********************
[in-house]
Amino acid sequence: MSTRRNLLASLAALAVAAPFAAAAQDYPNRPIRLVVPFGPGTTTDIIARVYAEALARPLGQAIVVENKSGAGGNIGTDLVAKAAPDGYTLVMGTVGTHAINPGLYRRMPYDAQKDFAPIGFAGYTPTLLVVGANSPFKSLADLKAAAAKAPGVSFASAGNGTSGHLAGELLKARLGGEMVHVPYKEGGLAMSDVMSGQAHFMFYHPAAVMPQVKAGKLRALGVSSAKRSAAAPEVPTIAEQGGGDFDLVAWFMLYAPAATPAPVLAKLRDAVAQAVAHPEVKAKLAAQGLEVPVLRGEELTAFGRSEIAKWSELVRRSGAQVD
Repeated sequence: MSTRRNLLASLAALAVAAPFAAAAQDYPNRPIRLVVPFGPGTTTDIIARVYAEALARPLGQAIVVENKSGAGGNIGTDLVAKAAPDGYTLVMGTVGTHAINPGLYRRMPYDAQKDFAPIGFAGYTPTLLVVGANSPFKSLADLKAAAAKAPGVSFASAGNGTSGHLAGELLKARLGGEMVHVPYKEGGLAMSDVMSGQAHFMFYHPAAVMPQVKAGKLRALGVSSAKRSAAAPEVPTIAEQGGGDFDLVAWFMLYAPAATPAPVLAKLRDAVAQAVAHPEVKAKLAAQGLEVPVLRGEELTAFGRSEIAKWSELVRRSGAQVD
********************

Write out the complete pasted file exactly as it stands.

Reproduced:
[in-house]
Amino acid sequence: MSTRRNLLASLAALAVAAPFAAAAQDYPNRPIRLVVPFGPGTTTDIIARVYAEALARPLGQAIVVENKSGAGGNIGTDLVAKAAPDGYTLVMGTVGTHAINPGLYRRMPYDAQKDFAPIGFAGYTPTLLVVGANSPFKSLADLKAAAAKAPGVSFASAGNGTSGHLAGELLKARLGGEMVHVPYKEGGLAMSDVMSGQAHFMFYHPAAVMPQVKAGKLRALGVSSAKRSAAAPEVPTIAEQGGGDFDLVAWFMLYAPAATPAPVLAKLRDAVAQAVAHPEVKAKLAAQGLEVPVLRGEELTAFGRSEIAKWSELVRRSGAQVD
Repeated sequence: MSTRRNLLASLAALAVAAPFAAAAQDYPNRPIRLVVPFGPGTTTDIIARVYAEALARPLGQAIVVENKSGAGGNIGTDLVAKAAPDGYTLVMGTVGTHAINPGLYRRMPYDAQKDFAPIGFAGYTPTLLVVGANSPFKSLADLKAAAAKAPGVSFASAGNGTSGHLAGELLKARLGGEMVHVPYKEGGLAMSDVMSGQAHFMFYHPAAVMPQVKAGKLRALGVSSAKRSAAAPEVPTIAEQGGGDFDLVAWFMLYAPAATPAPVLAKLRDAVAQAVAHPEVKAKLAAQGLEVPVLRGEELTAFGRSEIAKWSELVRRSGAQVD